This is a story too good not to share from one of my favorite people, McKenna Tooke, an art teacher from Dodd Elementary.
A few weeks ago, one of my fourth graders who struggles with getting her brain “stuck” persevered in the face of frustration and continued working through her artwork even though she was feeling discouraged. I was very proud of her (we’ve been working on this since she moved to Dodd last year) but also knew drawing too much attention to it would freak her out. I quickly wrote “proud of you” on a post-it note and placed it on her desk without saying anything. A couple of weeks later, my heart became super warm when I happened to see that she had put it up on the inside of her locker to see everyday.
Today, my heart exploded, and I wanted to cry when something else happened entirely. A different student was struggling today- one who doesn’t normally struggle, I think something else was going on. I was quietly talking to Student 2 at her desk when I saw Student 1 jump from her desk and run to her locker. As I walked away, I saw Student 1 place my “proud of you” note on the other student’s desk. The social-emotional intelligence required from this sweet girl to see that her friend was struggling with something the same way she often does and she thought, “well, what makes me feel better when I feel that way?” and that she went to go get the encouragement that was given to her, that she treasured, and literally gave it away.
I know that everything can be really discouraging right now (COVID, politics, remote learning), but this interaction I watched gave me soooo much hope in the next group of mini people who are going to be adults in charge some day. The way it encouraged me, I thought it could encourage you. 🌟💖
This nine weeks, our Wylie Way focus on values included discussions about respect and responsibility. This story is an amazing example of an educator living the responsibility of the academic/artistic and social and emotional aspects of teaching and learning.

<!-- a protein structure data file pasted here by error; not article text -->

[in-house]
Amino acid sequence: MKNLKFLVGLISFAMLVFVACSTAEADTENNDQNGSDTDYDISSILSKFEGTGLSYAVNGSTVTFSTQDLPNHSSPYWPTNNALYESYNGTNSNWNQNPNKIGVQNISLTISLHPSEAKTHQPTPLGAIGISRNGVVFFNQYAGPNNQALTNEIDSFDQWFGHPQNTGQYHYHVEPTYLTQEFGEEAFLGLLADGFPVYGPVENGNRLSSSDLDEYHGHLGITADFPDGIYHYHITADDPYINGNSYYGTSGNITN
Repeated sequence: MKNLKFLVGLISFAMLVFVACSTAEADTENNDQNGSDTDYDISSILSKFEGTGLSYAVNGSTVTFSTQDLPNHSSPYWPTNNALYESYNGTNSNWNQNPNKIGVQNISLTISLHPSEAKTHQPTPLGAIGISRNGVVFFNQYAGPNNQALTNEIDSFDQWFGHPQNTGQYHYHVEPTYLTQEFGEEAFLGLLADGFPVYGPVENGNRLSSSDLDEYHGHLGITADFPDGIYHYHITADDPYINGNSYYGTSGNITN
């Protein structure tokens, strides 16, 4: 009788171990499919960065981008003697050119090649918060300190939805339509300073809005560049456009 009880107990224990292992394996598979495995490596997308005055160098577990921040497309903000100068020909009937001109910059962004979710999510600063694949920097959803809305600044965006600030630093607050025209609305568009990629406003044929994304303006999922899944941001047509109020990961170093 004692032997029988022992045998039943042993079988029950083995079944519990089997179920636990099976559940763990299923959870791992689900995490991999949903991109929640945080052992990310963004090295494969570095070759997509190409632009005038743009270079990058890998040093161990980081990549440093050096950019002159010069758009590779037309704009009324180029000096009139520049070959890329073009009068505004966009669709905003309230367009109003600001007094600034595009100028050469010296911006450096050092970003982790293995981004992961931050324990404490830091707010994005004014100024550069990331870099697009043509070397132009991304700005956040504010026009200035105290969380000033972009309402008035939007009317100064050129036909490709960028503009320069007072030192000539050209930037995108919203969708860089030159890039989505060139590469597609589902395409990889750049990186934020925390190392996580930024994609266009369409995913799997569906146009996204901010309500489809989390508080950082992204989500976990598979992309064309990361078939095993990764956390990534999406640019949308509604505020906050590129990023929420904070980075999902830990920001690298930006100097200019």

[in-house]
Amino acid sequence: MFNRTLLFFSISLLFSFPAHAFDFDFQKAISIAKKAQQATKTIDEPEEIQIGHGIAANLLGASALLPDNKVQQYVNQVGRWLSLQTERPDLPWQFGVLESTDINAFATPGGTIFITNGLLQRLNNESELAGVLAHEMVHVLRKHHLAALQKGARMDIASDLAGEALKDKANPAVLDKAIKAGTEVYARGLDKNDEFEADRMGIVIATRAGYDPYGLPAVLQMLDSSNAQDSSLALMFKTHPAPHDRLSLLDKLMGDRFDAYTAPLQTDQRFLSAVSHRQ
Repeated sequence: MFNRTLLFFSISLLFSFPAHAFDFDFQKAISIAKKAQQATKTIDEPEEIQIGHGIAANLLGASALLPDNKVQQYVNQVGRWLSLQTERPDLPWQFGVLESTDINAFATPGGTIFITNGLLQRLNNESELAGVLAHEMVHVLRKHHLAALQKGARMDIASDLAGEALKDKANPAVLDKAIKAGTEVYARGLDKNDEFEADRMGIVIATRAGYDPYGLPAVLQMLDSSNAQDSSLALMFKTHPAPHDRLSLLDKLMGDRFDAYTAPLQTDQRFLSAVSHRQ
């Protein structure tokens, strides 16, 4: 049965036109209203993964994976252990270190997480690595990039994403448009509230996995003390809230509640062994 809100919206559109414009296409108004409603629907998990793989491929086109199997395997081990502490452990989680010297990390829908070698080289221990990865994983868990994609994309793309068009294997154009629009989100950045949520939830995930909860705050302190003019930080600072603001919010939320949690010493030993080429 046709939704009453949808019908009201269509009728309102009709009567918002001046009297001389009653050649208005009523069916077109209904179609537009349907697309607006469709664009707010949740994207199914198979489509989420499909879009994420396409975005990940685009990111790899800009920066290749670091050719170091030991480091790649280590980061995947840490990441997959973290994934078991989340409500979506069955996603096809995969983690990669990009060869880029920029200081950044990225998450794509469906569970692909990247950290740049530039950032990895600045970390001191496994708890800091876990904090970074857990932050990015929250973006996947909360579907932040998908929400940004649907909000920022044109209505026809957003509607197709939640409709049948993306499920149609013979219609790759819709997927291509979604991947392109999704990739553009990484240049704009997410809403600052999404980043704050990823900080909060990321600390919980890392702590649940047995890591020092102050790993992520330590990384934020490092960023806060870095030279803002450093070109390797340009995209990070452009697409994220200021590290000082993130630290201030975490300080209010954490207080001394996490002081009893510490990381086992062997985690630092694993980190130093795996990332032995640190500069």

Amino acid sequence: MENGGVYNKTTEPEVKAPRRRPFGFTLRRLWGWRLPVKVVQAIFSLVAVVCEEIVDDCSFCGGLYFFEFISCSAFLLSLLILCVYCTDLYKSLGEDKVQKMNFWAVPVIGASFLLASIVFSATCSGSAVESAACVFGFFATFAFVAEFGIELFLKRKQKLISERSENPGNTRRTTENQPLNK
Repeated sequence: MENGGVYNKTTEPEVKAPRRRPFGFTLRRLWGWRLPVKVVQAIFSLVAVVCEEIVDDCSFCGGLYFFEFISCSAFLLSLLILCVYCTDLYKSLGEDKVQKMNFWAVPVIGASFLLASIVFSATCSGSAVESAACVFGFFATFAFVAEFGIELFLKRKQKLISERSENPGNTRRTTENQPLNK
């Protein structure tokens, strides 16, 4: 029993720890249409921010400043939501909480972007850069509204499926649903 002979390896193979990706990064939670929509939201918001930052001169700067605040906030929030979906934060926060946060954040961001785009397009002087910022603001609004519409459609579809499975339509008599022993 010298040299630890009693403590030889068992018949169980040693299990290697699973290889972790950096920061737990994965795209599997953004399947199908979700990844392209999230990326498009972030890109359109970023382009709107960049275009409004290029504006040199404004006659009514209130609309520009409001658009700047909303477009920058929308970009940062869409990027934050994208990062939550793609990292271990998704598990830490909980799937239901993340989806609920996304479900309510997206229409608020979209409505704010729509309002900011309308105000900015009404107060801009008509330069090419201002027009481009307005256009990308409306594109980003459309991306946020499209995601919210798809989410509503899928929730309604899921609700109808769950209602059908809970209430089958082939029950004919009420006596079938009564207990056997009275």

Responsibility means helping others and working to solve problems. It is an active value. It is more than just respect; it tells us what we should do. When we are responsible, we reach out. We do our part. We take care of ourselves, other people, and our environment.
We all know that trust is earned in drops and lost in buckets. A foundation of trust is being responsible and a critical value everyone must have to live a life with hope, well-being, and engagement. Responsibility is often used in a negative way with our kids, and sometimes with adults. Mrs. Tooke’s story provides a different approach that encourages us and reflects just how great our kids can be with caring and loving educators and parents who are focused on helping them learn and grow the Wylie Way.
If we take a moment to look around, we will find many examples of amazing acts of responsibility. When I visit campuses, this is what I experience. Kids and educators, wearing masks, and observing social distancing rules. I am so proud of them and of our entire community. This is responsibility. Everyone doing their part to take care of themselves and others.
During our Wylie Way Day a few weeks ago, we asked students to craft their own Personal Mission Statements based on their roles and responsibilities in a value-driven way. We were blown away by their responses.
From watching a student encourage a friend by what he/she learned from a teacher to reading the importance of helping others in personal mission statements, we see hope.
A common concern from folks is that our kids lack the responsibility to thrive as adults someday. Not here. Our kids are amazing, and we are doing our part to help them learn and grow to show the kind of responsibility that makes me feel so encouraged about the future. From parents, to educators, and everyone else who influences our kids, we make a difference in the lives of our children. They reflect the values they see in our actions and from the words we speak…or post on social media. +_)
Thank you for helping us grow our kids in responsibility. Thank you for helping us grow our kids the Wylie Way!
To check out your child’s Personal Mission Statement (in grades 5-12), have him/her log-in with his/her district username and password at web.wylieisd.net/dashboard.